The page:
“As the nation’s leading organization founded with the mission of maximizing our corporate members’ Hispanic market opportunity, NHCC is making a tremendous impact in working with Fortune 1000 companies to increase the pool of Hispanic executive leadership.  We are delighted to renew our partnership with the SMU Cox School of Business to offer CEDP in both 2016 and 2017,” said Octavio A. Hinojosa-Mier, NHCC Executive Director.

The program, established in 2011 by the NHCC and the Cox School of Business at Southern Methodist University (SMU Cox), is the only national program specifically designed to increase the Hispanic executive talent pool for corporate America, according to its organizers.

SMU Cox School of Business

SMU Cox School of Business

NHCC and SMU Cox Executive Education developed CEDP for Hispanic employees identified by their corporate employers as potential executives for leadership roles. The nine-month program combines business and leadership coursework modules taught by nationally-recognized SMU Cox faculty. Many of the program graduates have already progressed to executive positions with Fortune 1000 companies.

“We are proud to partner with the NHCC in this continued effort to prepare Latino talent for corporate executive responsibilities,” said Frank Lloyd, associate dean of Executive Education at SMU Cox.  “CEDP graduates consistently deliver positive business results at high levels.”

Lloyd reported that 38 percent of the 110 participants across the five CEDP cohorts since 2011 have been Latinas. In 2015 alone, 12 participants were women. Involvement of Latinas in the five cohorts has ranged from 26 percent to 53 percent. “Latinas are well-represented in the CEDP, and their inclusion suggests that sponsoring companies are well aware of their management capabilities and potential,” he told LIBizus.

CEDP participants’ employers sponsoring them into the program are primarily Fortune 1000 companies. The fifth CEDP cohort led by Miguel Quiñones, the O. Paul Corley Distinguished Chair in Organizational Behavior at SMU Cox, had 33 participants from a number of NHCC corporate member companies, including: Comcast NBCUniversal, Darden Restaurants, Marriott International, Shell, State Farm Insurance and Wal-Mart.

However, Lloyd said, Raza Development Fund, a non-profit organization that invests capital and creates financing solutions to increase opportunities for the Latino community, has also sponsored a participant in the last two programs.

SMU Cox School of Business Dean Albert Niemi has waived the facility fees for the program.  That waiver entitles SMU to enroll one of its high potential Latino staff leaders in each rendition.  “SMU is therefore ‘walking the talk’ about developing Hispanic talent,” Lloyd made a remark.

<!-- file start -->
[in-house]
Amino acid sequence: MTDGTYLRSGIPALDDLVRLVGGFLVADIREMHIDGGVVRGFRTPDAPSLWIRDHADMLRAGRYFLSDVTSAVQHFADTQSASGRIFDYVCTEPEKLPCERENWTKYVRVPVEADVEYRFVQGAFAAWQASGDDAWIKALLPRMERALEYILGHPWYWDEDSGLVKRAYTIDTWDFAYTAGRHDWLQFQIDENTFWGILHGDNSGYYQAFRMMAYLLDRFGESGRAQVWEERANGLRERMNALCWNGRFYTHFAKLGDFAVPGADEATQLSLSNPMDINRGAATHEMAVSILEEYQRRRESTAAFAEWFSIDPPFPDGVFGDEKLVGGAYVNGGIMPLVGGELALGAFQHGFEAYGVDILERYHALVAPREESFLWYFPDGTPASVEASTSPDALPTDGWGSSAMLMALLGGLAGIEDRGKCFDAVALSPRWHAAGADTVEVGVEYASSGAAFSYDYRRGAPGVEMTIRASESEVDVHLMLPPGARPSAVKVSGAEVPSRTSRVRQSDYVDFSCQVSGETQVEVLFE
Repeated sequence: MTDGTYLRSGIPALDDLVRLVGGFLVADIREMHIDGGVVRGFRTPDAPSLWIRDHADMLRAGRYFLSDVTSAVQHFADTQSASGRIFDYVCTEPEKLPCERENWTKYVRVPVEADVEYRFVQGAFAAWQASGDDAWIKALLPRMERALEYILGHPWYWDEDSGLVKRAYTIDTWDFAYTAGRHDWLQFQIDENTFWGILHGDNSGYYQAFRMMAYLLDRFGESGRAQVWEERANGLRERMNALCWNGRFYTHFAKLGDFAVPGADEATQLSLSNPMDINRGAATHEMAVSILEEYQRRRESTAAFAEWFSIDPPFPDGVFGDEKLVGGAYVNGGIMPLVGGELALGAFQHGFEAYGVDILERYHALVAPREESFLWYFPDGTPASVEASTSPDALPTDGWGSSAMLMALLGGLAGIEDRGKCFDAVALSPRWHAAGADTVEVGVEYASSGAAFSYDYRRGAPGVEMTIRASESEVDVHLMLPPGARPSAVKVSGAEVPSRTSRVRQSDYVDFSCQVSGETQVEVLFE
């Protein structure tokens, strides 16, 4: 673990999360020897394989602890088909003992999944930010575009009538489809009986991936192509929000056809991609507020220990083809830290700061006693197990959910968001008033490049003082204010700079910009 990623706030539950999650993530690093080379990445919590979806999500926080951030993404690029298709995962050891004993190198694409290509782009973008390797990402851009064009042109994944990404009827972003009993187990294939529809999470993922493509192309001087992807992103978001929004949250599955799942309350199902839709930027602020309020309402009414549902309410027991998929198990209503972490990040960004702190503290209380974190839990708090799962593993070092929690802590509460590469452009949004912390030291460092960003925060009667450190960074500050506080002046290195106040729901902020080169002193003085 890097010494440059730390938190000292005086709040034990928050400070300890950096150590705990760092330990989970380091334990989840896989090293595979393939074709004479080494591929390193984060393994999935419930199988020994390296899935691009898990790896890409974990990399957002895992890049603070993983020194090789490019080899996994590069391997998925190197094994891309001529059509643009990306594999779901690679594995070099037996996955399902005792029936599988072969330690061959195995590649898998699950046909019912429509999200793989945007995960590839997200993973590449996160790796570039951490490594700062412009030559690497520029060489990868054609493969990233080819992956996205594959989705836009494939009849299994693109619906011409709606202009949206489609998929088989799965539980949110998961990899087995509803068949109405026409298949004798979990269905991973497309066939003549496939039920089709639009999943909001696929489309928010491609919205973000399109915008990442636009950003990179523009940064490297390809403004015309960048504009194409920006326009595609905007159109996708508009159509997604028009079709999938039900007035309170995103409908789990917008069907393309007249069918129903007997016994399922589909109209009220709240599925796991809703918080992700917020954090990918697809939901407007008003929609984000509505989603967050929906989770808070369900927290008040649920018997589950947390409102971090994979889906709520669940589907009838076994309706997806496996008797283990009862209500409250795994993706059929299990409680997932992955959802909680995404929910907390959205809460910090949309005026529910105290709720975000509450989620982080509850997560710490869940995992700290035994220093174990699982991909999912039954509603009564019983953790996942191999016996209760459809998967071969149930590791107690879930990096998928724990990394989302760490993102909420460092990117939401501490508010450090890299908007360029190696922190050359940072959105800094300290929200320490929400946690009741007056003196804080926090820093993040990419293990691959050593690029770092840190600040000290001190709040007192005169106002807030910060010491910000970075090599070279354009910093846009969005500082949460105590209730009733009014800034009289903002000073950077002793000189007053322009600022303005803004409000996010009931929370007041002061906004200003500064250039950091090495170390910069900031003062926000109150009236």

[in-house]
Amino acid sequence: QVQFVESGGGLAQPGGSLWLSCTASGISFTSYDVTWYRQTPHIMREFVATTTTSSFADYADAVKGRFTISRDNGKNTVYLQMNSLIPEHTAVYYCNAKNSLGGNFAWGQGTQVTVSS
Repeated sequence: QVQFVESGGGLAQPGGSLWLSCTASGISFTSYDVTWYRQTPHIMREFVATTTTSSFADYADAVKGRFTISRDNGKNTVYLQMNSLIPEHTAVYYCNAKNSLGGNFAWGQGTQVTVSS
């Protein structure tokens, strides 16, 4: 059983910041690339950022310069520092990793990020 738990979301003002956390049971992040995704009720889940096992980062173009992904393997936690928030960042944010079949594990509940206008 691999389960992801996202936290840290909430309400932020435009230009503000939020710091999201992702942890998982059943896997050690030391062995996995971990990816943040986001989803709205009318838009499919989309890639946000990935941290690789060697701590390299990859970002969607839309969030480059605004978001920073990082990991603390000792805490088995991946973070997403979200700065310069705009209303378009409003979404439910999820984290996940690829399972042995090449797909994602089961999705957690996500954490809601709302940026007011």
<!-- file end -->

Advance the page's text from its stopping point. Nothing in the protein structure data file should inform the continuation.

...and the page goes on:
Sponsorship and mentorship as main program components

Frank LLoyd SMU associate dean Executive Education

Frank LLoyd, SMU associate dean Executive Education

According to the SMU associate dean, potential participants enroll through an application process but each applicant must show support from their immediate supervisors, their top managers, and a senior human resources leader.

“Each participant’s management team has a stake in the participant’s success both during the program and afterwards,” Lloyd added. Moreover, he said, an advisory board comprised of senior talent, marketing, and diversity executives from selected sponsoring companies shares information about each firm’s selection criteria to ensure a rough peer group of participants in each program and to share best practices for their on-going support.

“While each company has its own process to support participants following the program, the application and advisory board processes encourage company ownership of the participants’ post-program success,” he told LIBizus.

Several program features support application of new learning and behavior change throughout the program and afterwards.  “For example, each participant is assigned a current or recently retired senior Latino executive as a mentor.  This established relationship enables them to receive coaching on applying program insights and tools to current workplace situations,” he explains.

Working with mentors also provides guidance for participants in preparing and executing personal development plans.  Some of these mentoring relationships continue after the program.

“In addition to mentoring relationships, each participant engages in a ‘360’ assessment process in which they receive behavior feedback from superiors, peers, and direct reports,” Lloyd noted.  During the program they receive instruction on how to use this feedback for improved job performance and career advancement.  Their mentors offer on-going guidance in this process as well.